About the Presenters Fall 2018
"Current Approaches to World Literature: Reviewing the Debates".
Georgetown University in Qatar
Over the past twenty years, the phrase "World Literature" has re-emerged from its origins in the nineteenth century (Goethe, Marx) to its diffusion today as a term of central debate - either a word which offers a gathering together of a variety of different writers and cultures, or alternatively a handy marketing term offering financial opportunities to universities, anthologists and global publishers. How is the term being contested today - what is its relationship to global commerce, geo-politics and that tired word, 'globalisation'? what exactly is at stake in the term? how do we arrive at an accurate and fair way of speaking about the history and cultural output of an entire planet - is it even a meaningful goal? or should we abandon the term completely and draw back realistically into the specifics of our own individual contexts and cultures?
Ian Almond is Professor of World Literature. He is the author of five books, most recently Two Faiths, One Banner (Harvard University Press, 2009) and The Thought of Nirad C. Chaudhuri (Cambridge University Press, 2015), and over forty articles in a variety of journals including PMLA, Radical Philosophy, ELH, New Literary History and the Harvard Theological Review. He specializes in comparative world literature, with a tri-continental emphasis on Mexico, Bengal and Turkey. His work has been translated into twelve languages (Arabic, Arabic, German, Korean, Indonesian, Bengali, Bosnian/Serbo-Croat, Russian, Polish, Portuguese, Persian, and Turkish). The Arabic translation of his book Sufism and Deconstruction was shortlisted (one of 7) for the largest literary prize in existence, the Sheikh Zayed Book Prize. The Korean translation of his book Two Faiths One Banner won the Book of the Month award.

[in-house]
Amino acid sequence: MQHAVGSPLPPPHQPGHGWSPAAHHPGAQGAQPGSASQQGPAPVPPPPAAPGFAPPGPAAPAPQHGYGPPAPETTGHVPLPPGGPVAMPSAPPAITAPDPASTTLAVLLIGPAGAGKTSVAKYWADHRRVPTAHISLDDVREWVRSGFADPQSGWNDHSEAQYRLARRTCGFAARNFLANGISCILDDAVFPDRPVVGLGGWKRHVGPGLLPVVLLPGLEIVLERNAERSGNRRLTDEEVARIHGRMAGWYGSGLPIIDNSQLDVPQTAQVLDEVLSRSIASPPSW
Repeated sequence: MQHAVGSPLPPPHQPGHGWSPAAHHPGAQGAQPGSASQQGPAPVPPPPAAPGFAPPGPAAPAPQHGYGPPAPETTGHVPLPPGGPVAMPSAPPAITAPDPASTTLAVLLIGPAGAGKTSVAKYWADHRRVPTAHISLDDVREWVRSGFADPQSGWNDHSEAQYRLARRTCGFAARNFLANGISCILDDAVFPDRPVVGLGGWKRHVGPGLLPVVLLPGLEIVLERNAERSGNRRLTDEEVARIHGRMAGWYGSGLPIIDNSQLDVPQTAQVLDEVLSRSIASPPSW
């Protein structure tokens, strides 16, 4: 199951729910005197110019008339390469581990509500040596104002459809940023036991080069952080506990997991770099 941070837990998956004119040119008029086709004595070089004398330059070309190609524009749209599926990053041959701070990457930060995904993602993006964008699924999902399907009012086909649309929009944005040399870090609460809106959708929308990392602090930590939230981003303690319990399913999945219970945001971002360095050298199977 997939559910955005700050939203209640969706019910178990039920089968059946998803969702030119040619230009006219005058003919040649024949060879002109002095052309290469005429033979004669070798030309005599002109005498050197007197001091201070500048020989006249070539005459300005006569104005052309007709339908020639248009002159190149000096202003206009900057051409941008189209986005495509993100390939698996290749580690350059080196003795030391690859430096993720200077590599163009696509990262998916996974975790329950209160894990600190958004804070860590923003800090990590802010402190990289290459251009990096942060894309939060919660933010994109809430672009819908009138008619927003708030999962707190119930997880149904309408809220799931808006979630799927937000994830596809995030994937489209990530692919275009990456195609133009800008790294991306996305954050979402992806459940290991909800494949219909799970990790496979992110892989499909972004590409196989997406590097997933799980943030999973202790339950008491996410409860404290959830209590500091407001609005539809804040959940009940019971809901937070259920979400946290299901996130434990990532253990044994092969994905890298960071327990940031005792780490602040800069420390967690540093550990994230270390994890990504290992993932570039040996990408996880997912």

“The Past as Prologue: NATO Enlargement and the Origins of Russian Revisionism”
Pardee School of Global Studies, Boston University
At Cold War’s end, did the United States promise the Soviet Union that the U.S. would not expand NATO into the USSR’s former Eastern European sphere of influence? Since 1991, a range of former Soviet and Russian leaders have charged that NATO enlargement violated an American pledge not to expand the transatlantic alliance in the post-Cold War era; not coincidentally, they also point to this alleged violation when explaining the origins of Russian revisionism in its near abroad. Western scholars and policymakers, in contrast, largely reject Russian accusations, seeing Russian charges as a ploy to legitimate Russian aggression undertaken for other reasons. Drawing on a range of recently declassified archival materials and international relations theory, this project re-evaluates claims of a NATO non-expansion pledge and the origins of NATO enlargement more generally. I find that not only did American policymakers systematically imply to then-Soviet officials that NATO would not expand after the Cold War, but they were engaged in an effort to ensure that Europe’s post-Cold War security architecture would leave the United States with a free hand to enlarge NATO if it so chose. These results - while certainly not justifying recent Russian aggression - thus carry implications for understanding the systemic sources of Russian behavior and highlight potential pathways for improving U.S.-Russian relations today.